For more information about this article, please contact either Dr. Brian Ogle, bogle@beaconcollege.edu or Dr. Larry Killmar, Larry.Killmar@ZooTampa.org.



Conservation Stories: Saving South African Vultures

Just in time for Vulture Awareness month, we're rolling out a new San Diego Zoo Global Academy module: Conservation Stories: Saving South African Vultures. The module tells the story of how San Diego Zoo Safari Park bird keepers contribute to vulture conservation fieldwork in South Africa, how the program started, and what lies ahead.

Keepers, interpreters, guides, and docents can discover this story and learn more about vulture conservation in this module, which is the first module in our new Conservation Stories category. Learners' progress and passing the course is tracked by course completion. Interactivity sprinkled throughout the modules engages participants in the learning process. The module takes about 30 minutes to complete, although learners progress at their own pace and may repeat the entire course or sections of the course as many times as they like.

Saving South African Vultures offers insights and takeaways for veteran animal keepers and interpreters alike. Whether you've worked with vultures for years or you're a brand-new interpreter or docent, the modules will equip you with a better understanding of conservation efforts for these amazing animals.

The module can easily be integrated into your current training program. Providing online modules that team members can complete anywhere and at any time overcomes one of the major challenges of training: getting all participants together in one place at one time. At the San Diego Zoo and Safari Park, participants complete online modules on their own before attending group training programs. They are able to master key vocabulary and concepts, giving them a solid foundation that allows them—and their trainers—to make the most of in-class and on-site training.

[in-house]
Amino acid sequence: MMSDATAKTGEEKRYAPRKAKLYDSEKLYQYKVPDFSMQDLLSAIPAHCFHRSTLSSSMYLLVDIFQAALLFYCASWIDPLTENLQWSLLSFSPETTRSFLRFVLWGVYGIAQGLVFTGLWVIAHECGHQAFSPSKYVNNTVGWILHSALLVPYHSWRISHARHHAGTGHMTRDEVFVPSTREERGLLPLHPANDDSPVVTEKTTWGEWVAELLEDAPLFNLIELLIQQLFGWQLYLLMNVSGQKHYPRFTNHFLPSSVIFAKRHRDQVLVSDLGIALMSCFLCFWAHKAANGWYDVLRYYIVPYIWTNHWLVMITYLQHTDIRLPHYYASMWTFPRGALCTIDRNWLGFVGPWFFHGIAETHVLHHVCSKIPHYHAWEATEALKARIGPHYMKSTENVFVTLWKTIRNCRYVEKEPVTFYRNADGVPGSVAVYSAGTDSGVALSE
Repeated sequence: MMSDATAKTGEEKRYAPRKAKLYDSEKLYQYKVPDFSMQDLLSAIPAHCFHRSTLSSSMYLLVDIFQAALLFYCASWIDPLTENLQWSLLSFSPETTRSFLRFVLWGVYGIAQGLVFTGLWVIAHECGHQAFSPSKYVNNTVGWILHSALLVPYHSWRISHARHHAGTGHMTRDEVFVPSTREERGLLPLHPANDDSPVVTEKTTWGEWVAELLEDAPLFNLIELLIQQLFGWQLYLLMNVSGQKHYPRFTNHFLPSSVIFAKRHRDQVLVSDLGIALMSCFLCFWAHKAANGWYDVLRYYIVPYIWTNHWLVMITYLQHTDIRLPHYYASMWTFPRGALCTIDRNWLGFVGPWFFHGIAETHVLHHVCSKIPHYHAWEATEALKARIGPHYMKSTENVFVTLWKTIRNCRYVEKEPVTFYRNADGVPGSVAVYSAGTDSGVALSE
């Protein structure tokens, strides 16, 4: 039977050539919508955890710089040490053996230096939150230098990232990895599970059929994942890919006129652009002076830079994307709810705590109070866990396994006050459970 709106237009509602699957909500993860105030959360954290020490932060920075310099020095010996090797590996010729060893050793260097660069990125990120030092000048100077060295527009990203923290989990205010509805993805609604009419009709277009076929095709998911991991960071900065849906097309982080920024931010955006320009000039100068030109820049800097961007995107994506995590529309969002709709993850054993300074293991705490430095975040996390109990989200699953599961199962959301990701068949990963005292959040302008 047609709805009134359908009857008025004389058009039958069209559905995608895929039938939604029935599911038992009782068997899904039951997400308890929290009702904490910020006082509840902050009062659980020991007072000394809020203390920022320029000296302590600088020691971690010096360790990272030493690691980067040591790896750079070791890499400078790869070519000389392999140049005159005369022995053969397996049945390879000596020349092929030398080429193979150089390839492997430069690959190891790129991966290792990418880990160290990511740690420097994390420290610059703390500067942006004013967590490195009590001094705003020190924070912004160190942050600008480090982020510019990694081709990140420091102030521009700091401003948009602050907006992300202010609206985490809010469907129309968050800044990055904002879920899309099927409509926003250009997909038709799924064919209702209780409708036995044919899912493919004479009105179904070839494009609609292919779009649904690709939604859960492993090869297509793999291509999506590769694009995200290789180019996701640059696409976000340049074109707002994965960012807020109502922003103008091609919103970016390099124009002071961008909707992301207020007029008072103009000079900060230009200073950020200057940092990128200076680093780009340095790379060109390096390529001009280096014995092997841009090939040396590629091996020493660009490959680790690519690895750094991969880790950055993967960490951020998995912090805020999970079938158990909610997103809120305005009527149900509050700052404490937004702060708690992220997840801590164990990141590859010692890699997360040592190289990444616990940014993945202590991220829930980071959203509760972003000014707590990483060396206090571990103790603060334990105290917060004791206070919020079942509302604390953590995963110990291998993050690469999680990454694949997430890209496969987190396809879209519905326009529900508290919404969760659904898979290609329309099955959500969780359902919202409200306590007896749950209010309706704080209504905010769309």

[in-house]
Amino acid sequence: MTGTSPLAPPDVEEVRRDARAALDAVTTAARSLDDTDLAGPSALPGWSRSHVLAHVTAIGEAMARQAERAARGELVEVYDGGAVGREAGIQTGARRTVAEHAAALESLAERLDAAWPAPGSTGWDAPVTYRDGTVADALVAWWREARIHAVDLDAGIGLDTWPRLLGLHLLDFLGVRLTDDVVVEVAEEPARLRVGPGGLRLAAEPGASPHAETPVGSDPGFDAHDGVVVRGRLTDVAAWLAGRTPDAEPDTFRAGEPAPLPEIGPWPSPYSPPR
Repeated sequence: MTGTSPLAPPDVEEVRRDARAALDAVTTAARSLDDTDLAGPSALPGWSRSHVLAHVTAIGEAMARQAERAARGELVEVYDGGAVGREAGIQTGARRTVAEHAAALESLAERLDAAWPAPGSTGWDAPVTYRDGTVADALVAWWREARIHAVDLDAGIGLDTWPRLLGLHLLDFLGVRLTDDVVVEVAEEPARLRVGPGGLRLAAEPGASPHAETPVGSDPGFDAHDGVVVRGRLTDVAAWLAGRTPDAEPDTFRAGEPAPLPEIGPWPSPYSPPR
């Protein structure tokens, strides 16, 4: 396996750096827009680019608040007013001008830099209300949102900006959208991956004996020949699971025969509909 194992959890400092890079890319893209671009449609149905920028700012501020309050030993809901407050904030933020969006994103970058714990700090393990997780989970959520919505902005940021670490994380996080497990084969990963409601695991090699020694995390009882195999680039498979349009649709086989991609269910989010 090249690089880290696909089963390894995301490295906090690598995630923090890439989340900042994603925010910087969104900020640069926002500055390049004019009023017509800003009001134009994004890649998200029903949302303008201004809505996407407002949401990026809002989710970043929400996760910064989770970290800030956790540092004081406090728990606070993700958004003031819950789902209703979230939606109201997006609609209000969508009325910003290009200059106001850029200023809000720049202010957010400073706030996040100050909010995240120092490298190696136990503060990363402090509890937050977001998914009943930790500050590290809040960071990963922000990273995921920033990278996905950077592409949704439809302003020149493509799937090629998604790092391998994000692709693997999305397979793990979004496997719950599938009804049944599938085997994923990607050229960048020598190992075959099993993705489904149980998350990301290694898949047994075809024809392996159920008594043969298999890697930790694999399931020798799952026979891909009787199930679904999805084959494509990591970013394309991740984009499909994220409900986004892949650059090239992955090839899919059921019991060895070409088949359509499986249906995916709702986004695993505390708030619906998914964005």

Another benefit of the new Saving South African Vultures module is that it is designed to run on your desktop computer, laptop, tablet, or even your phone—anywhere you have an internet connection! Saving South African Vultures is the first module in the new Conservation Stories category. We look forward to adding more of your conservation stories!

For more information about this article, please contact Donna Parham, SDZG, at dparham@sandiegozoo.org.


Association of Zoos & AquariumsSee Us at the AZA Annual Conference in New Orleans  
One of the highlights of each year is to talk training with everyone at the Association of Zoos and Aquariums (AZA) Annual Conference, and this year's event is September 7–11 in New Orleans. See you there—we will be at Booth 544.


Now You Can Follow the San Diego Zoo Global Academy on LinkedIn
San Diego Zoo Global Academy has a new site on LinkedIn. We'll be featuring new posts frequently, highlighting SDZG Academy courses like the new Safe Capture training. For regular updates, check it out and follow us on LinkedIn. Tell your friends in the animal care profession. Help us build an ever-expanding community of connections in the wildlife world.

For more information about our LinkedIn site, please contact Becky Lynn at blynn@sandiegozoo.org.


North Carolina Museum of Natural SciencesSan Diego Zoo Global Academy Puts the North Carolina Museum of Natural Sciences in the Spotlight!
The North Carolina Museum of Natural Sciences is part of the Academy's collaborative learning environment!


Administrator's Users Group Webinar                 
Please join us for the Administrator's Users Group Webinar, hosted by Academy partner CypherWorx. The next webinar is Wednesday, September 18, at 11 a.m. PDT.

Register for this webinar here.

After registering, you will receive a confirmation email containing information about joining the webinar.


Zoo & Conservation News

As an added Academy benefit, you can view the latest San Diego Zoo Global Zoo and Conservation News here.

Photo of a trainer with a cheetah.